How I Do It: Digital Capture of Ultrasonographic Nerve Block Scans Opens New Possibilities for Teaching Safety and Research
Aug 1, 2021
Cite as: Jessen C, Hannig KE, Soni U, Bendtsen TF. How I do it: digital capture of ultrasonographic nerve block scans opens new possibilities for teaching safety and research. ASRA News. 2021;46. https://doi.org/10.52211/asra080121.054.
Many anesthesiologists use ultrasonography (US) scanners in multiple locations (eg, operating theatres, perioperative rooms, emergency rooms) every day but do not use the technical capacity of the newest US scanners to carry out digital capture of US data—namely, images and video clips. The transfer of US data must be safe, automatic, easy, and quick. If a process is too cumbersome, it carries the risk that utilization will be low and that US data will not be recorded and captured systematically. We suggest a new setup for the automated digital capture of US data with broad applicability. This method can help improve teaching and supervision of regional anesthesia, create new benchmarks for the reporting of research, and make the review of nerve blocks possible when handling patient cases that are concerning for postoperative nerve damage.
This method can help improve teaching and supervision of regional anesthesia, create new benchmarks for the reporting of research, and make the review of nerve blocks possible when handling patient cases that are concerning for postoperative nerve damage.
US scanners offer various technical solutions for capturing US data. Older US scanners have Universal Serial Bus (USB) ports, making it possible to store US data on USB memory sticks. Capture of health-related personal data including US data on portable memory sticks conflicts with data protection laws in the European Union.1 In addition, the use of a USB device for transfer of US data from a US scanner to a secure database carries a risk of loss or allocating US data to an incorrect patient record. Thus, sensitive health-related personal data may become inappropriately exposed.
Modern US scanners have digital ports allowing for US data transfer to secured databases when the machine is plugged in. This practice has been used by cardiologists and radiologists for years. However, it mandates plug-in for data transfer, which makes it better suited for stationary US systems in cardiology and radiology yet unsuitable for mobile US systems used in anesthesiology.
We suggest using Wi-Fi-based, secured, encrypted data transfer as an alternative option for digital capture of US nerve block scans.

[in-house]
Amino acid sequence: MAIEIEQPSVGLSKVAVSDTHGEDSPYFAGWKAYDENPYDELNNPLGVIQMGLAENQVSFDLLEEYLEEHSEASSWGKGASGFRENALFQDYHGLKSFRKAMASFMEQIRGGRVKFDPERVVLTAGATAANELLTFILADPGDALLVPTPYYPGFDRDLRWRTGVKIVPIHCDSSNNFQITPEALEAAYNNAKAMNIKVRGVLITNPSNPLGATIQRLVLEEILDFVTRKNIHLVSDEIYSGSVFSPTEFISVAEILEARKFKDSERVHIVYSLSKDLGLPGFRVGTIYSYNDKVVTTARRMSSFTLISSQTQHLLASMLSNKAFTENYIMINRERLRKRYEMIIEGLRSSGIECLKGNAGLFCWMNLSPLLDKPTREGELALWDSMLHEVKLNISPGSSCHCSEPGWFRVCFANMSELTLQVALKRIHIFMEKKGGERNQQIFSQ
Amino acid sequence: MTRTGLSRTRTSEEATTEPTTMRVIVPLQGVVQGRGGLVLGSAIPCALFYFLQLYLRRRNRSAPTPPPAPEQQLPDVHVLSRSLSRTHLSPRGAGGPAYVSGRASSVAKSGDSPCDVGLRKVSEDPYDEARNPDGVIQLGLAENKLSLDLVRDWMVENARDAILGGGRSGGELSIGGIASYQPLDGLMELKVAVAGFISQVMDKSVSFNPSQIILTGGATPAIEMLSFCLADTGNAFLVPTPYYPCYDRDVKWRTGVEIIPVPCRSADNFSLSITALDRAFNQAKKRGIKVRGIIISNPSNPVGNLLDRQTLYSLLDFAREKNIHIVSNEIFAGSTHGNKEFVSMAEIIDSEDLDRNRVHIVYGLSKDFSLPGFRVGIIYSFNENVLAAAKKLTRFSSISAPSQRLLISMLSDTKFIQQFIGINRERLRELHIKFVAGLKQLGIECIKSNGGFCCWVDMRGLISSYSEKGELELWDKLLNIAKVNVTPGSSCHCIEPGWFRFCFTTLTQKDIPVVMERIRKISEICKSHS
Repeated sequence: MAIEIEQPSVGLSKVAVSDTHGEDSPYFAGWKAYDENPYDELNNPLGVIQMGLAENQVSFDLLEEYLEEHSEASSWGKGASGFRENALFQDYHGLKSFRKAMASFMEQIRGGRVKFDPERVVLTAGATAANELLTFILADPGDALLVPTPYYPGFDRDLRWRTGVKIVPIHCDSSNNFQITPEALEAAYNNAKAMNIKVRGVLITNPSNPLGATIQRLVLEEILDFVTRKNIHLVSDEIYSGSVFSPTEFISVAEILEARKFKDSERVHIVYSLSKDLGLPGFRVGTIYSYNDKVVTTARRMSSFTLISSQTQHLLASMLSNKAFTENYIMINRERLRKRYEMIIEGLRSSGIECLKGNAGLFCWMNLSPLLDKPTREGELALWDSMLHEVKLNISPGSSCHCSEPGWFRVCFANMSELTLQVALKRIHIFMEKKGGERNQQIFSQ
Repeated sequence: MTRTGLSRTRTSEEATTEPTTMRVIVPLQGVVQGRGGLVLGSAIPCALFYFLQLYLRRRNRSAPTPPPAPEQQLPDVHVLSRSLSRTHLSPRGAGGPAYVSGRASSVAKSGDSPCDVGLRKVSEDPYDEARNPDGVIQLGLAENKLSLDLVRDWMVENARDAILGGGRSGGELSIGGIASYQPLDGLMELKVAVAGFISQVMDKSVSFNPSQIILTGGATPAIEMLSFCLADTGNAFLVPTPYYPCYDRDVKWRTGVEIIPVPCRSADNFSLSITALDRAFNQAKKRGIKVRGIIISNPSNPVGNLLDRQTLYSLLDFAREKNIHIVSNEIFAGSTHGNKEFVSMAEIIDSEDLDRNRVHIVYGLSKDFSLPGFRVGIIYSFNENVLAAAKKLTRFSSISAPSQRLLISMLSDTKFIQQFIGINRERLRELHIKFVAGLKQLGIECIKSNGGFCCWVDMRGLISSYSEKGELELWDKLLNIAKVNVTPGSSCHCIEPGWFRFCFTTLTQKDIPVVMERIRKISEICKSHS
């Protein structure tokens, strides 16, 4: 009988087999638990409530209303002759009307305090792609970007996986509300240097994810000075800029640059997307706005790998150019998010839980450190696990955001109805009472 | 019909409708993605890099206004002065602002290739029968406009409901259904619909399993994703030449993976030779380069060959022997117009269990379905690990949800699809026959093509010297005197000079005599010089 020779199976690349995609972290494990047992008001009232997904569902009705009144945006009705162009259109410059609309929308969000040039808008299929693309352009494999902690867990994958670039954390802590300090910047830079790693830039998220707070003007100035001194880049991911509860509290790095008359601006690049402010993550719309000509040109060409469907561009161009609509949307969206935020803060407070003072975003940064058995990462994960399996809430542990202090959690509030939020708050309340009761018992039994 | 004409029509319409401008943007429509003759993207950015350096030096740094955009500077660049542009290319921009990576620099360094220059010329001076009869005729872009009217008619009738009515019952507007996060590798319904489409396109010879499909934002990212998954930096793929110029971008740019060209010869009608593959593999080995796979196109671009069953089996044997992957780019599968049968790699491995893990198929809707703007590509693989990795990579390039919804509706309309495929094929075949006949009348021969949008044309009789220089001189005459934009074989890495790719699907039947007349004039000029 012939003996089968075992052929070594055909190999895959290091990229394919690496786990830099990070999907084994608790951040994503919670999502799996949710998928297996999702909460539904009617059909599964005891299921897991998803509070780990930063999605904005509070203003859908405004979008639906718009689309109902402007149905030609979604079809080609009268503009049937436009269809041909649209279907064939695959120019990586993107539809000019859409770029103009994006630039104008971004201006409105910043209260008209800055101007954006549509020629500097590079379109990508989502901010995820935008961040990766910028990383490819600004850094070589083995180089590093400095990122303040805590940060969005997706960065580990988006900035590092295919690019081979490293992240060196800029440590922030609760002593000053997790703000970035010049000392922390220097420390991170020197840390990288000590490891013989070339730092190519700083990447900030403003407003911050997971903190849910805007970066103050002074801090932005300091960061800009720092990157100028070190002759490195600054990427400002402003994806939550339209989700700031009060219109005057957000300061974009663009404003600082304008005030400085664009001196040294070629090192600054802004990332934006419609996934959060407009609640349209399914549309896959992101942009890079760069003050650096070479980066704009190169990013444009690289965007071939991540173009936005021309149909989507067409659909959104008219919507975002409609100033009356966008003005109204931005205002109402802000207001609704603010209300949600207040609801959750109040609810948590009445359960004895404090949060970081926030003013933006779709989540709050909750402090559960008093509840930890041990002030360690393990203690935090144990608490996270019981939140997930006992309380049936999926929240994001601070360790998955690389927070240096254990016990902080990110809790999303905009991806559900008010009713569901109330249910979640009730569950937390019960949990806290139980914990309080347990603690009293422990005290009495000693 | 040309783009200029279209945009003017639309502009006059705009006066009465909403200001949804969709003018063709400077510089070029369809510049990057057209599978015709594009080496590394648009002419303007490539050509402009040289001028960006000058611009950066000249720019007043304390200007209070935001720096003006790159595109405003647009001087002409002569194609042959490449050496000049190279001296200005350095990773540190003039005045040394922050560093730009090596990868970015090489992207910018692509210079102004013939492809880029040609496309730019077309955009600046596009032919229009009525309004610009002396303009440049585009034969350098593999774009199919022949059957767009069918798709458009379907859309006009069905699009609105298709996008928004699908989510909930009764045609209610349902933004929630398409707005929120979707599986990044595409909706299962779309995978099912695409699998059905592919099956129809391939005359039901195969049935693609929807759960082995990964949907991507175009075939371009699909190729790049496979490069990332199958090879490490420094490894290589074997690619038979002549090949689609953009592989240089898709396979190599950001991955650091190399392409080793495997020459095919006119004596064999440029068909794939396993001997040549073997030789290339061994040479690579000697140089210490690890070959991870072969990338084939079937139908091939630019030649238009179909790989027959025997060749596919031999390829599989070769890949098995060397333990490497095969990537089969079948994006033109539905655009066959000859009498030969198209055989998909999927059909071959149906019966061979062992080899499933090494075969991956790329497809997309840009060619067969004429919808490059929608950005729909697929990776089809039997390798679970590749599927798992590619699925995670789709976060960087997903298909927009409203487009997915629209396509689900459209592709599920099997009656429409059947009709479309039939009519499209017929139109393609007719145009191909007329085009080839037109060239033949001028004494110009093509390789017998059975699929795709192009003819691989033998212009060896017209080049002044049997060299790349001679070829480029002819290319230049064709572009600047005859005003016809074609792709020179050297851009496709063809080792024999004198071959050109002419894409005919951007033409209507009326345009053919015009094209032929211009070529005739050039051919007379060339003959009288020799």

The newest US scanners offer Wi-Fi-based, secured, encrypted data transfer, but this feature rarely has been incorporated in the daily clinical practice of most anesthesiologists. It allows for a safe, easy, and simultaneous transfer of US data of the nerve block procedure to the patient’s electronic medical record in real time.
In our practice, we use a Sonosite X-Porte US scanner (Fujifilm Sonosite, Inc, Bothell, WA), which exclusively belongs to our department of anesthesiology and is used only for anesthetic procedures. It is connected to a Symbol LS 2208 barcode scanner (Zebra Technologies Corporation, Lincolnshire, IL) (Figure 1). The US scanners are connected to a secured Wi-Fi network at the hospital governed by the Central Denmark Region. The Wi-Fi network is made accessible on the US scanners by a medical technician manually logging the server address into the US scanner. The medical technician assigns the US scanners manually with an application entity title (AET).
Figure 1. Sonosite X-Porte US scanner with a Zebra Technologies Barcode scanner.
We have changed the default setting on the X-Porte US scanner so that “Patient Data” is the opening screen when the US system is turned on (Figure 2). Scanning the barcode on the patient’s ID wristband transfers the patient’s ID (social security number) to the X-Porte US scanner in real time, labeling all the consecutive US scans with the patient ID until the exam is ended (Figure 3). We enter a code for the performed procedure in the Patient Data window (Figure 4). Editing and labeling procedure codes can be done on the X-Porte US scanner as desired. This method is fast, and the risk of a patient ID mix-up is nearly nonexistent. The X-Porte US scanner has been set up to record 60-second (maximum) video clips retrospectively, making recording of the entire nerve block procedure easy. However, any default choice of retrospective vs prospective and length of recording is possible.
Figure 2. Sonosite X-Porte US scanner, default setting when starting the US scanner.
Figure 3. Scanning the patient ID with a Zebra Technologies Barcode scanner.
Figure 4. Sonosite X-Porte US Scanner. Entering a code for the performed procedure in the 'Patient Data' window.
To make a recording, do the following.
- Pull out the needle after completion of the nerve block injection.
- Press the “Save Video Clip” button. The last 60 seconds of the nerve block procedure is recorded (Figure 5).